Sam Schmidt is a former Indy car racer who tragically suffered a spinal cord injury after crashing his race car during a practice session 15 years ago. He has since founded Schmidt Peterson Motorsports, but being a team owner isn't the same as being behind the wheel. Though he sadly may never walk again, the engineers at Arrow have come up with a solution that put the former driver back on the track.
Arrow's team of engineers modified a Corvette Stingray that is controllable by Schmidt using just small movements of his head. Infrared cameras track Schmidt's inputs by way of a baseball cap fitted with reflective data points, similar to how motion capture systems record 3D movement for use in computer animation.
By turning his head side-to-side, Schmidt engages the servos fitted in the steering wheel, as you might expect. Tilting his head back accelerates the car while braking is controlled by a mouth-held sensor. All the data is sent to a trunk-mounted computer before the info is sent to the actuators, taking just a hundredth of a second for the whole process.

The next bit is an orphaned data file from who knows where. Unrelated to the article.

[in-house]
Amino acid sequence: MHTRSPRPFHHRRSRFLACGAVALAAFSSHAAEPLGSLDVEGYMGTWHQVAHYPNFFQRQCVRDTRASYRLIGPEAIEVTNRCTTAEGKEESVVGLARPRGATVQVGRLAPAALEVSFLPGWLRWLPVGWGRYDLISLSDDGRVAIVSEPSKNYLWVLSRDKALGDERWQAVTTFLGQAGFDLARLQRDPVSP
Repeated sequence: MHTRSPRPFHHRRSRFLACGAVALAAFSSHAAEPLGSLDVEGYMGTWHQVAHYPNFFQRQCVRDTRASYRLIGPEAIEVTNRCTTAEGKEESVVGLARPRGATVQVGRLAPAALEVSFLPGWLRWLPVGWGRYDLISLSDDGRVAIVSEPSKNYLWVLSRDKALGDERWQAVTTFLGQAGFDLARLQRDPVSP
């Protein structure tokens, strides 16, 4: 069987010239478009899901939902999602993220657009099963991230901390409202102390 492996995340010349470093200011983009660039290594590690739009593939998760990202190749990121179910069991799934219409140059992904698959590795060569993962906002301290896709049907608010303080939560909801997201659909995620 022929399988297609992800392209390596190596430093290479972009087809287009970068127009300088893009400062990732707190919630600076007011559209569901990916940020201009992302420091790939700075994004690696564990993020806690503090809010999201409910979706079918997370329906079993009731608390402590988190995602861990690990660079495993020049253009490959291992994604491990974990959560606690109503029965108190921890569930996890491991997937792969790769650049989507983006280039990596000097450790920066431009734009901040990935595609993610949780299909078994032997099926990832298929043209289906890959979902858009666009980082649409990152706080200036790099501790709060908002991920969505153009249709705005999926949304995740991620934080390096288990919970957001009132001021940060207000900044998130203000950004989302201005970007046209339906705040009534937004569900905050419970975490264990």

If there's a moment where motion tracking goes wrong, or if Schmidt heads off the track for any reason, a redundant GPS-guided system will take over.
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Arrow's modified Corvette allowed Schmidt to hit speeds of around 100 mph at the famous Indianapolis motor speedway, an impressive speed, given how Schmidt had to learn a whole new method of driving.
Schmidt and Arrow hope to have a system sophisticated enough to take things off the track and put Sam back on the open road within the next five years. Arrow's systems, augmented by the advances in vehicle autonomy we've been seeing, should be able to return to Schmidt and similarly afflicted people a freedom long thought to be entirely lost to them.